By: The OC Politics Blog With Elon Musk’s announcement of a far more technically sophisticated and purportedly faster and cheaper alternative to California’s High-Speed Rail “Browndoggle”, the city of Anaheim could have a blockbuster opportunity to look at how this 21st century technology could positively impact its resort and convention business. A little out-of-the-box thinking would see the Hyperloop as solving one of Anaheim’s (and Disney’s) oldest transportation issues — the time, cost and inconvenience of moving tourists and conventioneers from the deteriorating LAX Airport. When he was Mayor, Curt Pringle coveted the idea of a fast connection to Ontario Airport from Anaheim (about 35-45 miles by freeway) to attract air travelers who knew of the issues and delays with LAX and couldn’t use the OC’s John Wayne Airport. Ontario has all the right facilities that JWA lacks: three modern terminals, two 10k+ foot runways to handle heavy, wide-body aircraft, 24-hour service and the desire and ability to attract east coast and international flights (never mind that El Toro could have provided all this, Irvine stole that away).
Unfortunately, ONT is in a nasty political battle with the City of Los Angeles that actually owns and treats it like a red-headed step child. LA World Airports, an LA city department, has been intentionally hobbling ONT for years, preventing its growth to protect its more parochial interests in LAX. Traffic is down; flights have been reduced and those remaining are more costly.
A Buck Rogers project like Hyperloop would be just the ticket to turn ONT back into a viable portal AND dramatically increase its usage by funneling tourists, Disney guests and conventioneers into Anaheim. As well, Hyperloop would be an attraction of its own — imagine a “horizontal elevator” moving folks and their baggage to the Resort and Convention Center in a few minutes rather than using a shuttle or taxi.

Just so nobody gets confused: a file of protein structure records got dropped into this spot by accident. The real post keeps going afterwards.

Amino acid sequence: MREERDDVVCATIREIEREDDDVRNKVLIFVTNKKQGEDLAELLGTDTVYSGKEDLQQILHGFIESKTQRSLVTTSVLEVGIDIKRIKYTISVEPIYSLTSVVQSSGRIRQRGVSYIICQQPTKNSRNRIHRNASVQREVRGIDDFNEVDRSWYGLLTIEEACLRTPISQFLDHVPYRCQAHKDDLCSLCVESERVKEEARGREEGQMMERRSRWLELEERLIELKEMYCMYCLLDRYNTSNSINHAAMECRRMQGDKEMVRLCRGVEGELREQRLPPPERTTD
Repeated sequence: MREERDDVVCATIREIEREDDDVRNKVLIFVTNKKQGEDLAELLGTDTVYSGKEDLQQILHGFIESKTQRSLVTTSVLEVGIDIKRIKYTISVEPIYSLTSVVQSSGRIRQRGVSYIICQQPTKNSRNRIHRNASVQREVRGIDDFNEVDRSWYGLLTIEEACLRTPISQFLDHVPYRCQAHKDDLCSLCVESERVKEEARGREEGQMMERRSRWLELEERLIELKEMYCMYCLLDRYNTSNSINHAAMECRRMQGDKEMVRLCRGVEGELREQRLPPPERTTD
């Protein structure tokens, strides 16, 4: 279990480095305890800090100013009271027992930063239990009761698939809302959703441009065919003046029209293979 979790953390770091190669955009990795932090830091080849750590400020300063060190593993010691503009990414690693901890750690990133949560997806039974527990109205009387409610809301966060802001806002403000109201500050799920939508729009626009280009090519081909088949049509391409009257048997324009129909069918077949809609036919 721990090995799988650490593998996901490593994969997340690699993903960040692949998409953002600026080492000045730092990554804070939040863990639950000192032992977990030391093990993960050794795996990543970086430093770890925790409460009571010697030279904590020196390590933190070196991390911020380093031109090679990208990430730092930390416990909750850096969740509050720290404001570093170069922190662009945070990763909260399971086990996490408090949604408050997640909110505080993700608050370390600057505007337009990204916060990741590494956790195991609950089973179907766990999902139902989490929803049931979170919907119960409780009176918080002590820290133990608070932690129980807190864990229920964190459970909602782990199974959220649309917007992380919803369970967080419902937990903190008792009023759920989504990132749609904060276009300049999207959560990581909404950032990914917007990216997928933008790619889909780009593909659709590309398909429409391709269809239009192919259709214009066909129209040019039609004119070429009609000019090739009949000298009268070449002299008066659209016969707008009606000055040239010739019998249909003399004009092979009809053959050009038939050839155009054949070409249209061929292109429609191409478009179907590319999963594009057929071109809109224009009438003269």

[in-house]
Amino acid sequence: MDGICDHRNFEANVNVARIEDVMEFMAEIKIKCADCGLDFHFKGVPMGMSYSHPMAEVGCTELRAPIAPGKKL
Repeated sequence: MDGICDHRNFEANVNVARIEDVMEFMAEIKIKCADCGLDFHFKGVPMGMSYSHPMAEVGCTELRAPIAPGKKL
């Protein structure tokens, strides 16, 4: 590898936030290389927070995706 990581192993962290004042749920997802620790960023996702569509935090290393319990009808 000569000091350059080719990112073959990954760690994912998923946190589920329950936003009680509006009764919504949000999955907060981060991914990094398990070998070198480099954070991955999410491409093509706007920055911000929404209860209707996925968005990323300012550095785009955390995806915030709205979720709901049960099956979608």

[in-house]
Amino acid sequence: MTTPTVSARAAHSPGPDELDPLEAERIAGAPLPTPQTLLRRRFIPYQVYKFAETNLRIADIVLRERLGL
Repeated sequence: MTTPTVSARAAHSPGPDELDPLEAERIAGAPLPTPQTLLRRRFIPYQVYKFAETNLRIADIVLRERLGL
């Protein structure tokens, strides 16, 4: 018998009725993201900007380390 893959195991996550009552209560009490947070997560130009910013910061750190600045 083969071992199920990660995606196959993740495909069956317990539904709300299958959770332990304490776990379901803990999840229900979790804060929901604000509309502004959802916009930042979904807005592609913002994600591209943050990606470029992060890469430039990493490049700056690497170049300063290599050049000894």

Using Anaheim’s ill-conceived $174 million ARTIC train station for something useful, like a terminus for Hyperloop to ONT, would actually, finally, justify its cost and retroactively provide an non-fabricated reason for it having being built.
We can be sure that ARTIC is never going to see Brown’s Bullet Train — just this morning the Register (outside Paywall: D.C. could derail California’s high-speed train) put another stake in its coffin.
From the New Yorker, no less, is a sensible discussion of why such an idea needs to be a private affair: Elon Musk’s Hyperloop Is a Political Manifesto, Not Just a Tech Trick. Key paragraph (emphasis ours):
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